|Object ID #||CHURCH.092.1|
|Title||92 Church Street (Alexander Christie House)|
|Object Type||Property File|
|Scope & Content||
Constructed ca. 1805; renovated 1908, late-1980s. The houses at 90-94 Church Street were called by the late architectural historian Samuel G. Stoney "three variations on the theme of the Charleston 'single house.'" Each reflect the development of the single house from the mid-18th century. The clients who contracted for the three 3-story brick houses -- Leger, Christie, and Cooper -- were all wealthy and socially prominent individuals whose architectural aspirations, according to one architectural historian, defined Charleston's early townhouses as "a union of cosmopolitan and vernacular building traditions." While 90 and 94 Church Street were used commercially, the taller of the three at 92 Church Street was used solely as a residence for a Scottish merchant in the early 19th-century, built in the Adamesque style. Each of the three edifices, retains splendid original woodwork. The house remained in possession of the Christie family until the middle of the 19th century ; it was then purchased by St. Philip's Church in 1906 and became the rectory of St. Philip's Church.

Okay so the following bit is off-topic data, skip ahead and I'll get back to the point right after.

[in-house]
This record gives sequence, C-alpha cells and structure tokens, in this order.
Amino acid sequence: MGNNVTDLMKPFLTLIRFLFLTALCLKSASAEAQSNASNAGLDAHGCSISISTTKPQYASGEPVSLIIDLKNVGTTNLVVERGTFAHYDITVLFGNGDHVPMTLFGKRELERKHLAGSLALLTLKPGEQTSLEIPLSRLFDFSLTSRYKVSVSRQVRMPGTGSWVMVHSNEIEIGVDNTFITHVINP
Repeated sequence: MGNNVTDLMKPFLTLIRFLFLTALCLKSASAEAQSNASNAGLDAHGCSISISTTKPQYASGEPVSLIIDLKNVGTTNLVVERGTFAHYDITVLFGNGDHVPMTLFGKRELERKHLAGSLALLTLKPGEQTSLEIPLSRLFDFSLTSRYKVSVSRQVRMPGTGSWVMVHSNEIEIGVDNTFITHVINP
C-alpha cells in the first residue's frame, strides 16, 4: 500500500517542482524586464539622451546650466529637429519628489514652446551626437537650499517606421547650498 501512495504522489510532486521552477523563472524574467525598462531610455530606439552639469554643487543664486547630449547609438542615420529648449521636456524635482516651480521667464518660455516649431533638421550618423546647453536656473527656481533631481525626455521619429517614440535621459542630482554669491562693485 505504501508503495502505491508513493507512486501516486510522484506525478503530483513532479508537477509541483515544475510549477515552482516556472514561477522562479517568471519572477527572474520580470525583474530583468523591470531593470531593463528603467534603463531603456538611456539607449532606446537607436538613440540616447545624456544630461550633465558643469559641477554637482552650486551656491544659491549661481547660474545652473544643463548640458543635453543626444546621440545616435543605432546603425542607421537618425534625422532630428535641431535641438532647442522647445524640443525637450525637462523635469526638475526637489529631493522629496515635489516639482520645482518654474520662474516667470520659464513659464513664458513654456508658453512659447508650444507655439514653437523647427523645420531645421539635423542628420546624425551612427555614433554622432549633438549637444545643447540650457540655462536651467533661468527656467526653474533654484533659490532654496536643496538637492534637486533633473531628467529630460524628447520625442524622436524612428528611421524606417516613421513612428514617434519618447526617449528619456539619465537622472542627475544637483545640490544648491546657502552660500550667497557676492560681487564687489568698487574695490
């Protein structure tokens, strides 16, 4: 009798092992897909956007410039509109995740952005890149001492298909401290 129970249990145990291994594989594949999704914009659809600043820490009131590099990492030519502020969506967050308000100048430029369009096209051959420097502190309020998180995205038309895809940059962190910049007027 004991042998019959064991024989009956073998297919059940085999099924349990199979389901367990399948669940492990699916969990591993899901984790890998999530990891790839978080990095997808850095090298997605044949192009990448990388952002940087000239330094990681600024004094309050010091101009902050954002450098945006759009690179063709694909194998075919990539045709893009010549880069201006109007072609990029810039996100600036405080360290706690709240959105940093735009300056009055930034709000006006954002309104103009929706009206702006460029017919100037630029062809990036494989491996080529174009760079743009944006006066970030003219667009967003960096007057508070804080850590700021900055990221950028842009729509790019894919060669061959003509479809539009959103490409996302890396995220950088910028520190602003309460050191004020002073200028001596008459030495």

File contains FOHG house history (1991); other narrative histories, including from Information for Guides of Historic Charleston; newspaper article (DYKYC).
|Subjects||Historic buildings--South Carolina--Charleston|
|Physical Description||1 File Folder|
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